Second, there are two types of bronchodilators based on how they work: beta-agonists and muscarinic antagonists. It is not important for you to remember this information, but you should know that we frequently prescribe both types to gain the best benefit for your breathing.

Third, the medicines are either liquids or powders. The key thing is that the sprays from the liquid and the particles from the powder have to be inhaled deep into the breathing tubes to effectively open them up. If the spray or powder does not get into the lower parts of the lungs, it can not open the airways completely.

Fourth, these different bronchodilators are contained in various delivery devices. They are called metered-dose inhalers (puffers), soft mist inhalers, and dry powder inhalers.

Metered-dose Inhaler

Metered-dose Inhaler

Soft mist inhaler

Dry-powder Inhaler

Dry-powder Inhaler

The reason for the variety is that different pharmaceutical companies have developed the different inhaled bronchodilators, all of which are patented for a period of time.

Good inhalation technique (how you actually inhale the medication) is key to successful use. In my medical practice, I ask each individual how he/she uses the inhaler and whether the medication “makes it easier to breathe.” If the specific inhaler does not seem to help your breathing, the first thing to check is how you are inhaling the spray or powder. You should ask your health care provider or her/his nurse to watch you use the inhaler. If you are doing it correctly, then a trial of a different bronchodilator inhaler is reasonable.

So, there is no advantage of spray or powder bronchodilators. It is most important that you inhale the medication correctly.

Sincerely,

Donald A. Mahler, M.D.

 

 

What Shortness of Breath feels like for Those with COPD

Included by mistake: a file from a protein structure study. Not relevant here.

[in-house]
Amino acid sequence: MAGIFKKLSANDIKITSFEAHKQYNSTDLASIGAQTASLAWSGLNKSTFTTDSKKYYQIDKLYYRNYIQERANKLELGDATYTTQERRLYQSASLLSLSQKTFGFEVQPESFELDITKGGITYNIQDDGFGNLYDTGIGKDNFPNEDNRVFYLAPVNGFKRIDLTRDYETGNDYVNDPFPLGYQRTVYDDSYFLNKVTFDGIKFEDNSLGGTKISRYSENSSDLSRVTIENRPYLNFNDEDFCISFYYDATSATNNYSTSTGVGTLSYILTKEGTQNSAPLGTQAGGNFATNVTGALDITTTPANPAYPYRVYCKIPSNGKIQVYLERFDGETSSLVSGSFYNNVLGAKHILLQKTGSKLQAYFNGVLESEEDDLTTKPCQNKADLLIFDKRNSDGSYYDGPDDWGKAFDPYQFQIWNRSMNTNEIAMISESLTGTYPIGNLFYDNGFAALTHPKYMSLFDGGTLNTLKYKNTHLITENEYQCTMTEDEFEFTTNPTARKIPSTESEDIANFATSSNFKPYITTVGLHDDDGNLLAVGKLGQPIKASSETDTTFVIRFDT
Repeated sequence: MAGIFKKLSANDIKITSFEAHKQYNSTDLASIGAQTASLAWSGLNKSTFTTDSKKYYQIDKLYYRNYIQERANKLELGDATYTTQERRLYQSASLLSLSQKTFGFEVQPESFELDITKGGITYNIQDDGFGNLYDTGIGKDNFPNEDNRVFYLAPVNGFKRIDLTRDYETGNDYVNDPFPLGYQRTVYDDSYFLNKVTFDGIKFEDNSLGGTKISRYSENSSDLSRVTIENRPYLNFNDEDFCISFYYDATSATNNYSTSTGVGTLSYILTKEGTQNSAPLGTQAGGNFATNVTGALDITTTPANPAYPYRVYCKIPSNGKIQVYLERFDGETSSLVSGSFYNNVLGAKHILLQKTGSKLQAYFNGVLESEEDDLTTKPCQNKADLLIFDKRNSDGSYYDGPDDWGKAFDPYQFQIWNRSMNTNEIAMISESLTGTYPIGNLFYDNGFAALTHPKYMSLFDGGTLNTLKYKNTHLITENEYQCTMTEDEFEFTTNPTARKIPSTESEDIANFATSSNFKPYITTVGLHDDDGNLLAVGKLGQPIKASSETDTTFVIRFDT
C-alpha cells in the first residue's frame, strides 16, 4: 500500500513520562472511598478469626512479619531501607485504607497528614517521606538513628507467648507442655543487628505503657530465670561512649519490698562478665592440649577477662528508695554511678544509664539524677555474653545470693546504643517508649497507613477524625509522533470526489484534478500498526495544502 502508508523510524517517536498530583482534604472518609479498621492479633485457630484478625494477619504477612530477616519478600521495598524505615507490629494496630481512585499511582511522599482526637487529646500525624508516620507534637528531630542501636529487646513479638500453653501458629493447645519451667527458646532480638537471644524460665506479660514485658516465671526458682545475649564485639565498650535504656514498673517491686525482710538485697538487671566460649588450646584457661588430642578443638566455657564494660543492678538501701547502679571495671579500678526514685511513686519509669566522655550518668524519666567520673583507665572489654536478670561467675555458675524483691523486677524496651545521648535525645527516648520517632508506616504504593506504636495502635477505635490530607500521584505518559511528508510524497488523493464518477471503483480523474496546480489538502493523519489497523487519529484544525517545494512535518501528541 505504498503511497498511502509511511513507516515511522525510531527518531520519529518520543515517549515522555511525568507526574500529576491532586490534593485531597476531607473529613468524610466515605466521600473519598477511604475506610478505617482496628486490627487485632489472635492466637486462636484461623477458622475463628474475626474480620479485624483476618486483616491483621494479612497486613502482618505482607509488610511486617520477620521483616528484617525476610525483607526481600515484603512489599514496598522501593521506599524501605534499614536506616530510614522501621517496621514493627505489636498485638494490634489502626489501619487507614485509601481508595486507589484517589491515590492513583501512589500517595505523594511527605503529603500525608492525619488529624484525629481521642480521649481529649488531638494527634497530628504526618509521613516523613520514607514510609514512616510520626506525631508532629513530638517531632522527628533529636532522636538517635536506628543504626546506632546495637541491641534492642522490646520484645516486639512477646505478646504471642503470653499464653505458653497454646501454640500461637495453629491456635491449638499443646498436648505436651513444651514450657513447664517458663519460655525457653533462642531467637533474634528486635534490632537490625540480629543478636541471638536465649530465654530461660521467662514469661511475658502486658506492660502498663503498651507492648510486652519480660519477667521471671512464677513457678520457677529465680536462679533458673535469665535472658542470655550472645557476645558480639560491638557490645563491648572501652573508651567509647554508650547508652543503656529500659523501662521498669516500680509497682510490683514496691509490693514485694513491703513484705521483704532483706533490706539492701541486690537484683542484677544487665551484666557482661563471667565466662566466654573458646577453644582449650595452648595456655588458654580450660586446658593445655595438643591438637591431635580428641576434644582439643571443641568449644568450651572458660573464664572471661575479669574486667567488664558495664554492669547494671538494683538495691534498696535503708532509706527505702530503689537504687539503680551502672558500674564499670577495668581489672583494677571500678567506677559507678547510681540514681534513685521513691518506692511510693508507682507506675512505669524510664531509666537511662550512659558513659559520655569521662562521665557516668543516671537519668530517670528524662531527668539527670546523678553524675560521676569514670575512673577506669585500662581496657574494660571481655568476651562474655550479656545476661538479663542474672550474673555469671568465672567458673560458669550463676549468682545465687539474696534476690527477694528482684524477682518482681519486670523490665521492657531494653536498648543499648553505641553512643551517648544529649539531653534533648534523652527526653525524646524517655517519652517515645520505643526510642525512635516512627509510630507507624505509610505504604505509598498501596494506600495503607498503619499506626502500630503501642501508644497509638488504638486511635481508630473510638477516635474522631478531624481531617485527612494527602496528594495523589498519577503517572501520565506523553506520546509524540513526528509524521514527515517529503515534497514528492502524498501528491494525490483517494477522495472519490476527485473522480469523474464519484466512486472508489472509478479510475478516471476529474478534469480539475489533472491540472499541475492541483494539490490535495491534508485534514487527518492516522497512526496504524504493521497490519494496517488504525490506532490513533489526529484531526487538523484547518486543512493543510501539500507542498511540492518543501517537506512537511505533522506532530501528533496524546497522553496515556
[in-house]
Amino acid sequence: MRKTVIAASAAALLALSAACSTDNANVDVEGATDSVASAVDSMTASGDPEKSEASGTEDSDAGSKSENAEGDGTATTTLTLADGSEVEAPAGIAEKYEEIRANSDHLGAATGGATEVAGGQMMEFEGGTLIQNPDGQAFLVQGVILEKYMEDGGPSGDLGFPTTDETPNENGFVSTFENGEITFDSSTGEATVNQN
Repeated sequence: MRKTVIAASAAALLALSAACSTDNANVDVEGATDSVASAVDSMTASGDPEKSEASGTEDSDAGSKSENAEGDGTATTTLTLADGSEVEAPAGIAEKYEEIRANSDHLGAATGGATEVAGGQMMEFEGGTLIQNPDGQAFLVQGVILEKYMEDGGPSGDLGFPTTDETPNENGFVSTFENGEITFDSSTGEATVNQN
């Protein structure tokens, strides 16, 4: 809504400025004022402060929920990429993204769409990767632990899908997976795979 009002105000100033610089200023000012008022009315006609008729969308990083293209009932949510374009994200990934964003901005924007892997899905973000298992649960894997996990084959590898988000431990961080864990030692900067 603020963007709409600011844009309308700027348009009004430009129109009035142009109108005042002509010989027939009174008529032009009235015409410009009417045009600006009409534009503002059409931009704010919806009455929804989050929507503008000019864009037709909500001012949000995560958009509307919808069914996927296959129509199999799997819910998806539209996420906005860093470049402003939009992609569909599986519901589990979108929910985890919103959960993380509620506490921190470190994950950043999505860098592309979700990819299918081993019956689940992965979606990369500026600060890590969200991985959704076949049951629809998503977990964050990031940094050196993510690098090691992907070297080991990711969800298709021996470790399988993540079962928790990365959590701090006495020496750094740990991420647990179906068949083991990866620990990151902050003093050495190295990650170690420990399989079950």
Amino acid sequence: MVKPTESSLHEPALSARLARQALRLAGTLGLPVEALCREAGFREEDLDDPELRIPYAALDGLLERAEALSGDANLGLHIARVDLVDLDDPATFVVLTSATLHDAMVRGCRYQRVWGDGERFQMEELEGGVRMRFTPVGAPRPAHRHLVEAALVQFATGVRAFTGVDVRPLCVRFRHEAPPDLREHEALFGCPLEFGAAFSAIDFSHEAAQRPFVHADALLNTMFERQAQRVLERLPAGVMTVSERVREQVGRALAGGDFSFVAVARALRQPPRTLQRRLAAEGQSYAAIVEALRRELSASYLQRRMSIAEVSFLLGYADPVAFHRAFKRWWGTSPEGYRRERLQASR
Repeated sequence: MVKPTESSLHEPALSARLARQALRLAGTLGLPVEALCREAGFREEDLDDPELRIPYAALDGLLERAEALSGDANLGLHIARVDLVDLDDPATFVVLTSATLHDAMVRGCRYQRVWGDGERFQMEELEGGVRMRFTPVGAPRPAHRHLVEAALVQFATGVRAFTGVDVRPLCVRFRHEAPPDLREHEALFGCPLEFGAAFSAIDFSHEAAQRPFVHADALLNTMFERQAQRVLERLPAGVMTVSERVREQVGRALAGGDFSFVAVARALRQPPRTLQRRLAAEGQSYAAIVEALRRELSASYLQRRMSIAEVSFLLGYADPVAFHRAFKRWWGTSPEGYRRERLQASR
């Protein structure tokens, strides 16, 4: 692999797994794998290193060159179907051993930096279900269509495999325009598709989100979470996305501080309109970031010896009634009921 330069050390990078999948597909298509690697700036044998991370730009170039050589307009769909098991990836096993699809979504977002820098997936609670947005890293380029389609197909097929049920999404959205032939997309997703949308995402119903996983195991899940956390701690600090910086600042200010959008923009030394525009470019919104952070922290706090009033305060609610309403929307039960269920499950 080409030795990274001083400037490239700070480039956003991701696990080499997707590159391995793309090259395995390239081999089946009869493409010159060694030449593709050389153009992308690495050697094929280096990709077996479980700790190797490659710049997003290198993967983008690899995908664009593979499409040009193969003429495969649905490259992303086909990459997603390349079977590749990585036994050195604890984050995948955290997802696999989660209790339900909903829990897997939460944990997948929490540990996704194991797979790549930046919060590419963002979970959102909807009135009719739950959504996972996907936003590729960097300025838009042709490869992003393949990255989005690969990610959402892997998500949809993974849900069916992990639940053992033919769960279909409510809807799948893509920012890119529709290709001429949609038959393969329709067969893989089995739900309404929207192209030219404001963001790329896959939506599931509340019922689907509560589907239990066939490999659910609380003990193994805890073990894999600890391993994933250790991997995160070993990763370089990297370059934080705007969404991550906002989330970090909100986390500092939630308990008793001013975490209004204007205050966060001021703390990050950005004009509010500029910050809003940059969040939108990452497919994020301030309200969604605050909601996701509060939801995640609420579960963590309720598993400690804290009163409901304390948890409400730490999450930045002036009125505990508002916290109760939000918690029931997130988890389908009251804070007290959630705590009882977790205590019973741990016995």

Work and Effort of Breathing  in COPD 

An on-line publication this week by Chang and colleagues in the journal Chest describes the experience of breathing difficulty as reported by those who have COPD.

The first author is Andrew Chang, a medical student at the Geisel School of Medicine at Dartmouth. He worked on this research study between his 1st and 2nd years of medical school with three Pulmonary doctors on the staff of Dartmouth-Hitchcock Medical Center. In the study, patients with different respiratory conditions answered “Yes” or “No” for each of 15 different statements that described  experiences of breathing discomfort. Then, each person was asked to select the “Best Three” that most closely matched how they felt when short of breath doing daily activities.

Here are the “Best Three” statements chosen by 68 individuals with COPD:

  1. I feel out of breath.
  2. My breathing requires effort.
  3. I cannot get enough air in.

Does your breathing difficulty match up with these statements?

These experiences are considered to be due to the work and effort required by the breathing muscles to breathe in (inspire). Because those with COPD have narrowed breathing tubes (airways), it is often difficult to get all of the air out when exhaling. As a result, air is trapped in the lung leading to hyperinflation of the lungs as shown in the figure.